Since we haven't been able to eliminate plastic bags altogether (yet), we're trying to reuse those like we're re-purposing other plastic containers.

We use bread bags as trash bags for the car (and occasionally other random things).

When I was getting the food together before our camping trip last week, re-used a plastic vegetable bag to keep a container of honey from getting anything else in the food bag sticky.

Also last week, the Hubs used up a bag of potting soil, which we can't technically recycle. Before he threw it away, however, he used it as a garbage bag and went out to the parking lot and picked up trash. Smart, huh?!

Project Support Beauty in Nature (PSBN) is all about greener living and cleaner communities - one project at a time.

Photos (except the PSBN badge) by me.

Friday, October 10, 2008

Notes on meal planning...

The whole meal planning/shopping/saving money thing is such a big issue for so many of us right now that the Moms 2 Moms group at my church did a workshop on the subject ("Meal Planning and Your Time in the Kitchen") and opened it up to non-moms as well.

The speakers,
Veronica Lyts and Shawna Stapleton, presented such good info that I asked them (as well as organizer Charlotte Richardson) for permission to post my notes and their handouts here, and they agreed. The information was targeted toward married women, but most of it applies to anyone who cooks and shops for food.

So here are my notes and links to the handouts and some pics just for fun...


I. Introduction (Charlotte Richardson)

Titus 2 and Proverbs 31 call on women to be keepers of the home.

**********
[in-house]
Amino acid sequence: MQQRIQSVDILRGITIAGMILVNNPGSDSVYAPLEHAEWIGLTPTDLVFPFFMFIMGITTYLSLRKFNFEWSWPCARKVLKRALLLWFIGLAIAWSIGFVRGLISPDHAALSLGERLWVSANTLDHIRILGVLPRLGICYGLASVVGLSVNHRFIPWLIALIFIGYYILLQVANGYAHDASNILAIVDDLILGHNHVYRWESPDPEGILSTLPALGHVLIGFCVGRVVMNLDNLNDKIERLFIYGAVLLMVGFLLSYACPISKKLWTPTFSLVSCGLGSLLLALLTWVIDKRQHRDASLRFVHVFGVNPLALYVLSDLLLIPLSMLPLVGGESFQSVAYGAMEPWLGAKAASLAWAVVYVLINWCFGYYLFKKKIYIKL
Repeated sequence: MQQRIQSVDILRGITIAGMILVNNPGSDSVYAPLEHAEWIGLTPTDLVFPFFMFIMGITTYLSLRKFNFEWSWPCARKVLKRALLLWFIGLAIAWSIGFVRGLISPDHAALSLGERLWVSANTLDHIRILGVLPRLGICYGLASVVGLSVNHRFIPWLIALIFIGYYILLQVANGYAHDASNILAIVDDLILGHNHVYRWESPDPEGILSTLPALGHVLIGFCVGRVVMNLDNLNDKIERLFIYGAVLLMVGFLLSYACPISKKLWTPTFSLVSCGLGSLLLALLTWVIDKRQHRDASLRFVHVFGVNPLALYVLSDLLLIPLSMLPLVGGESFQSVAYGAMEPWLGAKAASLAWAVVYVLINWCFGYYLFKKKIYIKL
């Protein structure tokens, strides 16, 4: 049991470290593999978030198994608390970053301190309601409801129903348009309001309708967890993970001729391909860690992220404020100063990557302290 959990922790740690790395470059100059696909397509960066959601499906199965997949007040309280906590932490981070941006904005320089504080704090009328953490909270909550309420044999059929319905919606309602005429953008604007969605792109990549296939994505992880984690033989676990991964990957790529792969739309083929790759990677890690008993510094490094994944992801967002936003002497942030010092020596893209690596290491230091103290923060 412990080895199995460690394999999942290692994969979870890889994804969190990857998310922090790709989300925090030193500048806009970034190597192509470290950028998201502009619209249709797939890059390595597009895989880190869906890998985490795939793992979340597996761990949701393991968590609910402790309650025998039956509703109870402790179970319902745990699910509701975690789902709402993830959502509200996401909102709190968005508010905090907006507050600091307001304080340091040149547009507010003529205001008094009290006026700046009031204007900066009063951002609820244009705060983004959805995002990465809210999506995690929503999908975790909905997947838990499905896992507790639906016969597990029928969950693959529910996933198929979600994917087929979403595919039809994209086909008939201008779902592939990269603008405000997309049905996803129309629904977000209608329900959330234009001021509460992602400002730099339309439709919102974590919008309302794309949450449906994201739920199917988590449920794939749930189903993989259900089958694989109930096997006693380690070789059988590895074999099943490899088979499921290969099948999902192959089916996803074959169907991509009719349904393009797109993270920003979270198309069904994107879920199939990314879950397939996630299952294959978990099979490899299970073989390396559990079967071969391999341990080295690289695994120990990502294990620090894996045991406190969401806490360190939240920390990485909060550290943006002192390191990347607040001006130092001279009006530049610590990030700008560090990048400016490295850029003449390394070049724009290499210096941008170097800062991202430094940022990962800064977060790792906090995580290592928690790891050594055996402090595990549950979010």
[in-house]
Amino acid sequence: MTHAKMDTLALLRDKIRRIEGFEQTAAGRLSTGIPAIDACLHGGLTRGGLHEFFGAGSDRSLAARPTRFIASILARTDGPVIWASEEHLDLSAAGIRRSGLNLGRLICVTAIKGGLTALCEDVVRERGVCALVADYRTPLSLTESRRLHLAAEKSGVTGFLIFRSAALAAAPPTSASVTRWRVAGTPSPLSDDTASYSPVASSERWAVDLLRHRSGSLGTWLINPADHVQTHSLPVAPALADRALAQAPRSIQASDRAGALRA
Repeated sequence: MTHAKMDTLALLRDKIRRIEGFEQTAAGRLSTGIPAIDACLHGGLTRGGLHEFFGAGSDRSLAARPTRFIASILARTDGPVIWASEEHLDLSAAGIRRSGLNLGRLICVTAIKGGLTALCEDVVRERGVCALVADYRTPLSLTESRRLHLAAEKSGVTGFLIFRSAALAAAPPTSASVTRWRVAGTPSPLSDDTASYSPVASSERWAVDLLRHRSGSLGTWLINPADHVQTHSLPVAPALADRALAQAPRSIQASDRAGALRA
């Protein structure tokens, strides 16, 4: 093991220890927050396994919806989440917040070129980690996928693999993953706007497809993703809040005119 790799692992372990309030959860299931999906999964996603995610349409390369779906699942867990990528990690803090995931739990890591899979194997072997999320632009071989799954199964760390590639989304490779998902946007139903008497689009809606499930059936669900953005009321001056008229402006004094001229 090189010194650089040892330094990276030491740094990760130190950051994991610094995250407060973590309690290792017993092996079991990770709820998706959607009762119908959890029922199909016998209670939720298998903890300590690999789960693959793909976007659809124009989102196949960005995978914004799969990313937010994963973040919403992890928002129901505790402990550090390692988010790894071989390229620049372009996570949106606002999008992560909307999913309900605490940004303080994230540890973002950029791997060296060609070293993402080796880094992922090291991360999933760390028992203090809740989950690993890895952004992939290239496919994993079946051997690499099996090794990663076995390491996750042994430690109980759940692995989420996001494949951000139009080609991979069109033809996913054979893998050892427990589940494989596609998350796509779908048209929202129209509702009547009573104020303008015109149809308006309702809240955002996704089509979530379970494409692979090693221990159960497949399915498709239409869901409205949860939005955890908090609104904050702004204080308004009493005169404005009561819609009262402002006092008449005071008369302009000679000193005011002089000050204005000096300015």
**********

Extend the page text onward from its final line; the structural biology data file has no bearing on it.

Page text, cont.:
Proverbs 14:1 says "The wise woman builds her house..." "To build" is to love and serve our families and let our homes reflect the work of God in our lives.

Home is the center of family life and memories, and the kitchen is the center of the home. It’s where people gather - meals, hospitality, chats around dinner, etc.

A few notes on the workshop:

  • Resist the temptation to compare yourself to others. Just learn!
  • Don’t plan to implement everything. Some things may work now, others may work better later. Some suggestions may not serve your husband and family. What works best for your family in this season of life?

On the subject of hospitality, she read the story of The Good Napkins” from the Girl Talk blog.

II. Planning Meals

Hebrews 10:24

"Benefits to Meal Planning" handout

Planning meals in advance helps you:
  • Save time.
  • Eat more healthful foods.
  • Be prepared to extend hospitality or take a meal to someone in need.
  • Honor God with your time and energy. This also honors our family.
  • For more, see handout.

When you plan, you may need to allow more flexibility, depending on your family’s schedule and husband’s preference.
(Don't overplan - allow time for spontaneity!)

Put recipes in three-ring binder or photo album by category.

Keep in mind what’s on sale when you plan.

Keep a couple "go-to" meals on hand for days that don’t go as planned, i.e. frozen ravioli and marinara sauce in a jar.